South Taranaki mayor Ross Dunlop says the cost of a six-year legal battle to fluoridate water supplies in Pātea and Waverley has been a big imposition on a small rural council.
South Taranaki District Council has finally been given the thumbs-up to start fluoridating the water.
The move was opposed by anti-fluoridation group New Health New Zealand, which took the council all the way to the Supreme Court.
Four of that Court's five judges today ruled in favour of fluoridation going ahead, saying the council had a duty under the Health Act to protect and improve public health in its region.
Mr Dunlop said the council was very happy with that decision.
"But it's been a fairly major process for us - for a small council to be dragged through this whole process right through to the Supreme Court - but it's great we've got the decision to verify what we wanted to do originally."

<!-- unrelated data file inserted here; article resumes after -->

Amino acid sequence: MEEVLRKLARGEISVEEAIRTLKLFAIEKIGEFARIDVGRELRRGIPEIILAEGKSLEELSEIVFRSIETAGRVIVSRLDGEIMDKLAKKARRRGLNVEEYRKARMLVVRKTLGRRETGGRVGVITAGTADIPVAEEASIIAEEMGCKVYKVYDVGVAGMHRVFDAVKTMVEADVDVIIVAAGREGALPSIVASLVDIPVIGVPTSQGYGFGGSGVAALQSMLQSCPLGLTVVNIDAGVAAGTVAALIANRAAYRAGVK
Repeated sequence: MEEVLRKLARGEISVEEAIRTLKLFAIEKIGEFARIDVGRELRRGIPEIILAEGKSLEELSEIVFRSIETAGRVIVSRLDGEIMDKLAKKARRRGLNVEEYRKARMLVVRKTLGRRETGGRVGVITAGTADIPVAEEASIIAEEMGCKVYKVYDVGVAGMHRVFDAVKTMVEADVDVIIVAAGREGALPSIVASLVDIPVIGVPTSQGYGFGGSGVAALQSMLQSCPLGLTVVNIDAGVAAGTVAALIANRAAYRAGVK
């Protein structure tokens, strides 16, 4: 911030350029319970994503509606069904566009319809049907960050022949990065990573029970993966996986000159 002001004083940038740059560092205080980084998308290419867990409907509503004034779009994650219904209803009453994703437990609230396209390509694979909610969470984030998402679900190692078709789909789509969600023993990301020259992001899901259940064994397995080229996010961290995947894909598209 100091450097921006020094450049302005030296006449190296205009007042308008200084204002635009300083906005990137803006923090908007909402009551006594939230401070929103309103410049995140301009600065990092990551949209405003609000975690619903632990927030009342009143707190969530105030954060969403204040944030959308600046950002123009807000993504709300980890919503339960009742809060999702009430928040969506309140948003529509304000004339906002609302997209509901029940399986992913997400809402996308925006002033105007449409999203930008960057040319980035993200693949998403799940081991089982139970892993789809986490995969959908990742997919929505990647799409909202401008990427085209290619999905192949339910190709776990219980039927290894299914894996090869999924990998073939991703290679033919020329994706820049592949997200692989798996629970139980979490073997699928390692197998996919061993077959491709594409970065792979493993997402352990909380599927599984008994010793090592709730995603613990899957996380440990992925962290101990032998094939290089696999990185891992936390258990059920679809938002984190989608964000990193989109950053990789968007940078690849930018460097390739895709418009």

He said the decision to fluoridate in Pātea and Waverley arose after a request from the Taranaki District Health Board.
"We are not the medical experts but went on their desire to improve oral health in our district."
New Health New Zealand has been ordered to pay $20,000 costs to the council, but Mr Dunlop said that went nowhere near covering the at least $300,000 the council spent on the case.
He said that had been a big imposition on the council, which had only about 14,000 rateable properties in its district.
"We have had support from the Ministry of Health on this one, but we've still put a huge amount of staff time and others' time into this.
"We were really just trying to do what we thought was the right thing for our young people, our tamariki, particularly with oral health and we sort of got dragged into all of this. It's been a real eye opener for us."
Mr Dunlop said he was unsure how long it would take to actually begin the process of putting fluoride into the water supplies of Waverley and Pātea.
No one associated with New Health New Zealand was available to comment on the 119-page Supreme Court decision.